This outlook of older Windows platforms being essentially less secure is true. However, this is not to be confused with keeping up with the newest and greatest platform. New operating systems can introduce new fresh vulnerabilities along with compatibility issues with older or former hardware or break former functionality of a certain feature. These new operating systems should have their time to mature into the industry. Many larger organizations do not adapt a new platform until there has been successful deployment of at least one service pack for the operating system.

Vulnerability Summary and Exploitability Index
The Following is the vulnerability summary for September 2010 along with the exploitability index rating from *1*/1-3.

*1* - Extreme Attention - Exploit Code Publicly Disclosed and/or Exploited in the Wild
1 - Consistent Exploit Code Likely
2 - Inconsistent Exploit Code Likely
3 - Functioning Exploit Code Unlikely

Microsoft Security Bullitin Summary September 2010:
-MS10-061 - [Printer Spooler Service - (2347290) - Remote Code Execution]
Remote code execution if an attacker sends a specially crafted print request to a vulnerable system that has a print spooler interface exposed over RPC such as a Shared network printer.

    -Printer Spooler Service Impersonation Vulnerability - 1 - CVE-2010-2729: Exploited in the wild

-MS10-062 - [MPEG-4 - (975558) - Remote Code Execution]
Vulnerability in MPEG-4 codec that can allow remote code execution if a user opens a specially crafted media file or MPEG-4 spreaming content from a website or other application delivering web content. A successful exploit allows an attacker to gain the same user rights as the current local user. Regardless of this exploit, users should use a user account with restrictive or non-administrator rights and using an administrator account sparingly for administrative tasks only such as installing software, etc. Users utilizing this security procaution have less of an impact with this and many other exploits than those who operate with administrative user rights.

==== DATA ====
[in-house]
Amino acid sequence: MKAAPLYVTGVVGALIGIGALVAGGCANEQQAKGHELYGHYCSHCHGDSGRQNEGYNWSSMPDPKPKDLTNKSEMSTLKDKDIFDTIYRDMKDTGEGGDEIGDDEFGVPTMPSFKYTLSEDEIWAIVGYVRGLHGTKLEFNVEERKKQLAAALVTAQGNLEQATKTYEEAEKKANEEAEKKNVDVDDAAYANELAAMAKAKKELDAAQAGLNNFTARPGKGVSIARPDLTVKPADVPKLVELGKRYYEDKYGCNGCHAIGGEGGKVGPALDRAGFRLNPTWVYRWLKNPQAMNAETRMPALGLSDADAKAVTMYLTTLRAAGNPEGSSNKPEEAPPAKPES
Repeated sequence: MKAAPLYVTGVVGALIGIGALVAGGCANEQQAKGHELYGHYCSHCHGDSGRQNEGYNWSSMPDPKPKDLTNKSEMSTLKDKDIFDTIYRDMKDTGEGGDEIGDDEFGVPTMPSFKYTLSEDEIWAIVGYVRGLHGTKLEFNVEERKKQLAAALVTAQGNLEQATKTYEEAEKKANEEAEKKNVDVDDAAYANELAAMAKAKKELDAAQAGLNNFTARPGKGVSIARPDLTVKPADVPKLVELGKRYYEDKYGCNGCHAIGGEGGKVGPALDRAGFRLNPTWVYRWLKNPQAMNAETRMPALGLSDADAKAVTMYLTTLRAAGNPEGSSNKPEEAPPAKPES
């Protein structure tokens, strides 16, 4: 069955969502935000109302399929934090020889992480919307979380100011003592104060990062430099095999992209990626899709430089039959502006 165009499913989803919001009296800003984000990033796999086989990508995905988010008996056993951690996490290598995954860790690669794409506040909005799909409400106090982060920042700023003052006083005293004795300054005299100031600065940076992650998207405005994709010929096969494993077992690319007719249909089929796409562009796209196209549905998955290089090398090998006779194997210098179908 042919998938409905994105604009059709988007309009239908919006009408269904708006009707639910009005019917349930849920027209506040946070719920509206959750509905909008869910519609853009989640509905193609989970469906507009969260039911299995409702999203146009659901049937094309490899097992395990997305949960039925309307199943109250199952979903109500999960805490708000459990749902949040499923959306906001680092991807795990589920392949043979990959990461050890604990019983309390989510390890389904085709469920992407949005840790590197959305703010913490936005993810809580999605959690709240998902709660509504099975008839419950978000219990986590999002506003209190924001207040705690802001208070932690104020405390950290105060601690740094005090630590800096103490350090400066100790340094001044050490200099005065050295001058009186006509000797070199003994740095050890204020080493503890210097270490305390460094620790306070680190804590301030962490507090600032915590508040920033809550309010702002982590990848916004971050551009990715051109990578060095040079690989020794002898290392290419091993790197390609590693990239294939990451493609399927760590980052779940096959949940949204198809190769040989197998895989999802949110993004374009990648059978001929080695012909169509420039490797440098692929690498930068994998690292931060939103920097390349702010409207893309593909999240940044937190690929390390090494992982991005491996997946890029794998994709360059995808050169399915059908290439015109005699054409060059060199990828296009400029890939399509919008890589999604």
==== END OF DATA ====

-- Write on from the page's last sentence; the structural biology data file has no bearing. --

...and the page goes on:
-MPEG-4 Codec Vulnerability - 1 - CVE-2010-0818:
    Less impact on Windows Vista and Windows 7 due to additional heap mitigations

-MS10-063 - [Unicode Scripts Processor - (2320113) - Remote Code Execution]
A vulnerability in the Unicode Scripts Processor can allow remote code execution if a user viewed a specially crafted document or Web page with an application supporting embedded OpenType fonts. A successful exploit allows an attacker to gain the same user rights as the local user. Again, remember that those who do not operate with administrative user rights will be less impacted.
    -Uniscribe Font Parsing Engine Memory Corruption Vulnerability -2 - CVE-2010-2738

-MS10-064 - [Outlook - (2315011) - Remote Code Execution]
This vulnerability allows for remote code execution if a user opens or previews a specially crafted e-mail message using an affected version of Microsoft Outlook which connects to an Exchange Server with online mode. The same outcome of an attacker obtaining the same user rights as the current user logged on during the exploit is present.

    -Heap Based Buffer Overflow in Outlook Vulnerability - 2 - CVE-2010-2738

-MS101065 - [IIS - (2267960) - Remote Code Execution]
Vulnerability in Microsoft Internet Information services (IIS) could allow for remote code execution if a client sends a specially crafted HTTP request to the server which would allow an attacker to gain complete control of the affected system. For newer platforms this vulnerability is only marked as important due to the low exploitability level.

    -Directory Authentiation Bypass Vulnerability - *1* - CVE-2010-2731: Publicly disclosed vulnerability
IIS repeated Parameter Request Denial of Service Vulnerability - 3 - CVE-2010-1899:
    DoS vulnerablity only

-MS10-066 - [RPC - (982802) - Remote Code Execution]
Vulnerability in Windows Remote Procedure Call could allow for remote code execution. This vulnerability is marked important for Windows XP/2003 only. Windows Server 2008, Windows 7, and Server 2008R2 are not affected by the vulnerability. An attacker sending a specially crafted RPC response packet to a client initiated RPC request can take complete control of an affected system. However, an attack must convince the user to initiate an RPC connection to a malicious server under the attacker’s control. So without user interaction an attacker cannot exploit this vulnerability.